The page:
Jean Claude.

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Tony died.
It was sudden, at least it was for me.
Tony was old and each time I saw him he looked older and a bit slower.
Eventually, I guess, life caught up with him.
He came to Australia a very long time ago and when we first met him he had just taken over a large old milk bar in the heart of Belgrave. He quickly turned it into a cafe by day and a restaurant by night.
He lived at the back of the cafe with his family in the way that families have done for generations.
For many years he employed a belly dancer to entertain his customers on a Saturday night.
Tony had been there for so long I was beginning to think that he might live forever. Of course he didn’t, but while he was alive he worked hard. ‘Jean Claude’s’ was open from early morning till late at night 365 days a year. On Christmas day I took the dogs for a walk to Belgrave and the only shop that was open was Jean Claude’s.
I never did ask him why he named the cafe Jean Claude. I would like to think that there is a cool story behind it about his life in a war torn part of the world, but I suspect that he just thought that it made the place sound classy.
Tony’s home country had been racked by a prolonged civil war and he had brought his family to Australia to escape the fighting. This was a long time ago. He made a life for himself here and he supported many members of his family though his cafe. We watched them grow up around this happy chef.
You could never get a small meal when Tony was the chef because he would always insist, “I cook something special for you.” And he always did. He loved my two boys from the first time we ventured into his cafe and the last time I saw him he asked me how they were getting on, he always asked. Family was very import to Tony.
When my boys were little we would sit in the window of the cafe and play ‘spot someone who you know’. One point for each recognised person. My eldest son was usually the winner but he was not above cheating.
When Tony died the cafe closed and stayed closed. It would not be the same without Tony. A little notice appeared in the window thanking people for their kind thoughts and after many months a ‘For Lease’ sign also went up. Tony owned the building and rather wisely the family has decided to lease it rather than sell it.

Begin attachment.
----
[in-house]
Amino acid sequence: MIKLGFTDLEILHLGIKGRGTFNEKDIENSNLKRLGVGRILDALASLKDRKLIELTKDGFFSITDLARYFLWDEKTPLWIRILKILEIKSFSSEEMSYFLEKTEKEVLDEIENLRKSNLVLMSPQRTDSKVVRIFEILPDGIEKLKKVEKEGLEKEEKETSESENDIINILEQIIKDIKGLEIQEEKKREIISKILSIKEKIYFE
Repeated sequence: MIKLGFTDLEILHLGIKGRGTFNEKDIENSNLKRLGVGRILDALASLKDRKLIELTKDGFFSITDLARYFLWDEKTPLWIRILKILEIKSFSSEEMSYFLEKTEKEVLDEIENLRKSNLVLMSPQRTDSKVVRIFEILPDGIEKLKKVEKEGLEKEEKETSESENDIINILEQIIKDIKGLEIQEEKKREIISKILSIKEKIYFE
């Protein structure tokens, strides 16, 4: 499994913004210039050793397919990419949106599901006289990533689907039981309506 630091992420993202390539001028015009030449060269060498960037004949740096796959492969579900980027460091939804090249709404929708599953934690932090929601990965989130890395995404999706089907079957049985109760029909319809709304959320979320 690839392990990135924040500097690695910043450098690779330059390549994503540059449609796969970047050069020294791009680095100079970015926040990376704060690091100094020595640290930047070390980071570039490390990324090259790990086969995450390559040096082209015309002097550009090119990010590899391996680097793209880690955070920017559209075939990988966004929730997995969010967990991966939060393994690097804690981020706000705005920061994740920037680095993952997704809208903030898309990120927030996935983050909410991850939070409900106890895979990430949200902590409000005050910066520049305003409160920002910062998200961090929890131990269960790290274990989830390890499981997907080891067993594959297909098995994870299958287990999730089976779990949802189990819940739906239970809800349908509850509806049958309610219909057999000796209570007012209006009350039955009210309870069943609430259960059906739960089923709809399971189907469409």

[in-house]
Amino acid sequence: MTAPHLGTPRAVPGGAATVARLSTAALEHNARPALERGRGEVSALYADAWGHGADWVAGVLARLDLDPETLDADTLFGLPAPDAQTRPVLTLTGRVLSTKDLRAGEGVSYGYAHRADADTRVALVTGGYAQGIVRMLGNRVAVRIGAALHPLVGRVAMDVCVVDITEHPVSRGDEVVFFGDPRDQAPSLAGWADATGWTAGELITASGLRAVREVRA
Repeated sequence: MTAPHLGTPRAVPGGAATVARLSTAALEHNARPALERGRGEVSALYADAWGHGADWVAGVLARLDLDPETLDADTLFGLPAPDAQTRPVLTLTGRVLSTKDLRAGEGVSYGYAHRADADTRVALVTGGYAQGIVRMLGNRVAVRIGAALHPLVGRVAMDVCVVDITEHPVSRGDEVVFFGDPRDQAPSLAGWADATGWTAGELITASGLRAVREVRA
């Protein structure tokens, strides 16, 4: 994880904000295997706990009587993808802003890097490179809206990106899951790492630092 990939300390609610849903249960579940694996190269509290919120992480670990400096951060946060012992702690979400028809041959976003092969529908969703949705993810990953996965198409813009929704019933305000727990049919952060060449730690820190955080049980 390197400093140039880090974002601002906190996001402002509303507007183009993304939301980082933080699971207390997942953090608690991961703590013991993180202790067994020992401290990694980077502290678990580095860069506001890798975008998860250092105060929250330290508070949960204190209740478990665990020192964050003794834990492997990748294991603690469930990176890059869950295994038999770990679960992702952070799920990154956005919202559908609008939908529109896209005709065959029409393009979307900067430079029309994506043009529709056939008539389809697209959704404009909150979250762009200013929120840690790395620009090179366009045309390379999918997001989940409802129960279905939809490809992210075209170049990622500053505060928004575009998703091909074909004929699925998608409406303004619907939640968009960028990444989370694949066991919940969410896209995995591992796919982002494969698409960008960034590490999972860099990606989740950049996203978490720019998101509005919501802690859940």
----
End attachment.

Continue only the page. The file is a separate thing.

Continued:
In an era when cafes only open during the peak earning times Tony’s cafe was always open. In recent years there was the addition of a pizza section which operated at night. More work for someone who Tony knew, probably family.
I took Tony for granted while he was with us but I hope he knew how much I admired his devotion to his family. I’ll miss his delicious food and his broad smile. We knew and liked each other and I’ll bet that wherever he is he is not letting his friends order from the menu, instead I’ll bet he is “cooking up something special.”
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You may think that this is a terrible photo, and it is, but I had to include it. Many years ago Tony paid an arm and a leg to have two huge ‘chefs’ put on top of the verandah. They drew a striking resemblance to Tony in his chef’s outfit. Unfortunately the Estate Agent put up the ‘For Lease’ signs so that it is impossible to get a clear shot of them. From what you can see, they are a bit the worse for wear after all these years with plenty of hot summers and wet winters.

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The restaurant did not have a liquor licence for outside the cafe but I can remember a few times when we sat here with red wine in take away coffee cups; an extra service which was available to regulars.

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In all the years that ‘Jean Claudes’ was there I cannot remember the menu changing.

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A few years ago the window with ‘Jean’ was broken. The window was replaced but Tony never got around to getting the ‘Jean’ sign written.

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Pick a country and Tony could cook it’s cuisine. What is Australian cuisine anyway? A hot pie with sauce?

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The main sign has taken a beating over the years.

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After having taken all the photos [because I was concerned that the building would be redeveloped] and writing the story, my wife noticed that we had this card on our fridge. I don’t remember ever picking it up and it must have been there for a long time. Life is an interesting experience, isn’t it?

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14 thoughts on “Jean Claude.

    • Thank you.
      I realised that this was a much ‘bigger’ post than I usually put up. I don’t usually include so many photos, but I wanted this to be a lasting memorial to a great bloke— a family man— he didn’t have a wife but he certainly had a family.
      Thanks for the comments.
      Terry

      Like

  1. Lovely tribute. I recently had a number of elderly relatives pass away. You know it has to happen sometime, but it’s always a shock when it does.

    BTW, have you ever tried colourising you B&W photos? Although it looks like the writing is more where your passion lies.

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    • Thank you for your kind comments.
      All my photos [in the modern era] start out as colour, but as my background is in B&W film, I’m always on the lookout for suitable shots to convert to black and white.
      Thank you for taking the time to comment, it is always appreciated.
      Terry

      Like

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